Part of my research into concept design is to look at where successful products and services came from. Today, it’s Twitter.
Lately I’m also perusing Stephen Johnson’s thoughts on Where Do Good Ideas Come From. In this context it’s interesting to read here and here about Twitter co-founder Jack Dorsey’s years of experience creating software to dispatch messages, and how this interest goes back to his childhood, so in Johnson’s terminology, the idea for Twitter looks like a slow hunch not a eureka moment, typical of many good ideas in Johnson’s view.
Here’s his sketch from 2000 showing key parts of the user interface:
Fast forward to 2006 via Dom Sagolla:
“Rebooting” or reinventing [Odeo, the struggling podcasting startup] started with a daylong brainstorming session where we broke up into teams to talk about our best ideas. I was lucky enough to be in @Jack’s group, where he first described a service that uses SMS to tell small groups what you are doing. We happened to be on top of the slide on the north end of South Park. It was sunny and brisk. We were eating Mexican food. His idea made us stop eating and start talking.
I remember that @Jack’s first use case was city-related: telling people that the club he’s at is happening. “I want to have a dispatch service that connects us on our phones using text.” His idea was to make it so simple that you don’t even think about what you’re doing, you just type something and send it. Typing something on your phone in those days meant you were probably messing with T9 text input, unless you were sporting a relatively rare smartphone. Even so, everyone in our group got the idea instantly and wanted it.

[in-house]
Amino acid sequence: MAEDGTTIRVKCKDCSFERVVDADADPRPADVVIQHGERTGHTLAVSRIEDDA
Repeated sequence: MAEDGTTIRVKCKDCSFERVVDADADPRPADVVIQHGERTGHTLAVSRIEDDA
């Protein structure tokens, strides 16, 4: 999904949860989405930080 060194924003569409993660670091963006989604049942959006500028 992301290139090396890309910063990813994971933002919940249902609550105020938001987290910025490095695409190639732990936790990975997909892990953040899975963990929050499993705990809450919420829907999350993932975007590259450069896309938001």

This telling from an Odeo developer helpfully points out that this session was one of several:
When it became clear that Odeo was not going to become a huge success in the podcasting space, there was a period of soul searching and hack days. One of those hack days, Jack, Noah, and Florian (another rails dev at Odeo), created Twitter. The initial version seemed interesting, Noah, Jack, and Florian kept working on it for several months, while the rest of the team stayed focused on Odeo.
This interview with Dorsey shows he really did have the essence of the idea years before, and had to wait for technology to catch up:
We were limited until 2005-2006 when SMS took off in this country and I could finally send a message from Cingular to Verizon. And that just crystallized — well, now’s the time for this idea. And we started working on it.
At that time, one of my co-workers introduced me to SMS (short message service), which I had never seen before. She used it all the time. Once I saw that, I’m like, ‘Whoa, this is awesome!’ This communication blew my mind, and the way she was using it blew my mind. I thought, What if we simply set status, archive it on the Web, use SMS to do it, and it all happens in real time? We all kind of went into a corner, wrote out a bunch of user scenarios, and started inviting co-workers in. They fell in love with it. We knew we had something.
A prototype was built in two weeks and Twitter was publicly launched almost four months later.
There’s a few lessons here for anyone creating product or service concepts. One is that slow hunches are slow and take time to evolve. Two, sometimes technology needs to catch up to ideas. Three, nurturing company environments like Odeo help these concepts take shape.
Four, obviously Twitter is a very emergent concept and less goal-oriented than even many startups would attempt; it feels more like a demo you’d see on a Labs page, except it just wouldn’t work on a Labs page. And it’s different than how we usually create concepts that require making money; the New York Times profile states, They freely acknowledged that they had no idea how people would use it or how it would make money. But they thought it had potential…